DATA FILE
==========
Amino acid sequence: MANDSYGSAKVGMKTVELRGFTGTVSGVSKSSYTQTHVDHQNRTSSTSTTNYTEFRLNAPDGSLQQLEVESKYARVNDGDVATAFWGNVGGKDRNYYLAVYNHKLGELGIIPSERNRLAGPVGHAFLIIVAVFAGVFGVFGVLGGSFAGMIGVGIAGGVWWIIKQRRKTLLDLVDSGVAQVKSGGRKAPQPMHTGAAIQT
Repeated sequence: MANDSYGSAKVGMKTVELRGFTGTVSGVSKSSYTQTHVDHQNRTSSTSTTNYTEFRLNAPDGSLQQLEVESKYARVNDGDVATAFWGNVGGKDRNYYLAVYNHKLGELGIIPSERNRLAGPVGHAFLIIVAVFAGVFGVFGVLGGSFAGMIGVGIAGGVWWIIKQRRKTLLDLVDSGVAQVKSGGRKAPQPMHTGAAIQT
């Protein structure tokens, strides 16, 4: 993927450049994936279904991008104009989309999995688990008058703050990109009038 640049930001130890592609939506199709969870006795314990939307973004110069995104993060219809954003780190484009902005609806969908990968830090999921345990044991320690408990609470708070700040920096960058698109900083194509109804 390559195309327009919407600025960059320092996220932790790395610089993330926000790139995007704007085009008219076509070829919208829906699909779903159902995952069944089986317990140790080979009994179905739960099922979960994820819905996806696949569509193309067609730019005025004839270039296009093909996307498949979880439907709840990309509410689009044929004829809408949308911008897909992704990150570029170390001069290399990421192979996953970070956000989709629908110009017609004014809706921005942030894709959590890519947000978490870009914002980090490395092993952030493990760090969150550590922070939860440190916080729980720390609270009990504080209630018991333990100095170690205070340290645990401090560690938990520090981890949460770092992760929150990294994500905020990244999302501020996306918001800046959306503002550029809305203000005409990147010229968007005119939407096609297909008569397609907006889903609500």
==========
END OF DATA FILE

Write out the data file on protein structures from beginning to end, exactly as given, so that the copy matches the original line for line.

Amino acid sequence: MANDSYGSAKVGMKTVELRGFTGTVSGVSKSSYTQTHVDHQNRTSSTSTTNYTEFRLNAPDGSLQQLEVESKYARVNDGDVATAFWGNVGGKDRNYYLAVYNHKLGELGIIPSERNRLAGPVGHAFLIIVAVFAGVFGVFGVLGGSFAGMIGVGIAGGVWWIIKQRRKTLLDLVDSGVAQVKSGGRKAPQPMHTGAAIQT
Repeated sequence: MANDSYGSAKVGMKTVELRGFTGTVSGVSKSSYTQTHVDHQNRTSSTSTTNYTEFRLNAPDGSLQQLEVESKYARVNDGDVATAFWGNVGGKDRNYYLAVYNHKLGELGIIPSERNRLAGPVGHAFLIIVAVFAGVFGVFGVLGGSFAGMIGVGIAGGVWWIIKQRRKTLLDLVDSGVAQVKSGGRKAPQPMHTGAAIQT
């Protein structure tokens, strides 16, 4: 993927450049994936279904991008104009989309999995688990008058703050990109009038 640049930001130890592609939506199709969870006795314990939307973004110069995104993060219809954003780190484009902005609806969908990968830090999921345990044991320690408990609470708070700040920096960058698109900083194509109804 390559195309327009919407600025960059320092996220932790790395610089993330926000790139995007704007085009008219076509070829919208829906699909779903159902995952069944089986317990140790080979009994179905739960099922979960994820819905996806696949569509193309067609730019005025004839270039296009093909996307498949979880439907709840990309509410689009044929004829809408949308911008897909992704990150570029170390001069290399990421192979996953970070956000989709629908110009017609004014809706921005942030894709959590890519947000978490870009914002980090490395092993952030493990760090969150550590922070939860440190916080729980720390609270009990504080209630018991333990100095170690205070340290645990401090560690938990520090981890949460770092992760929150990294994500905020990244999302501020996306918001800046959306503002550029809305203000005409990147010229968007005119939407096609297909008569397609907006889903609500």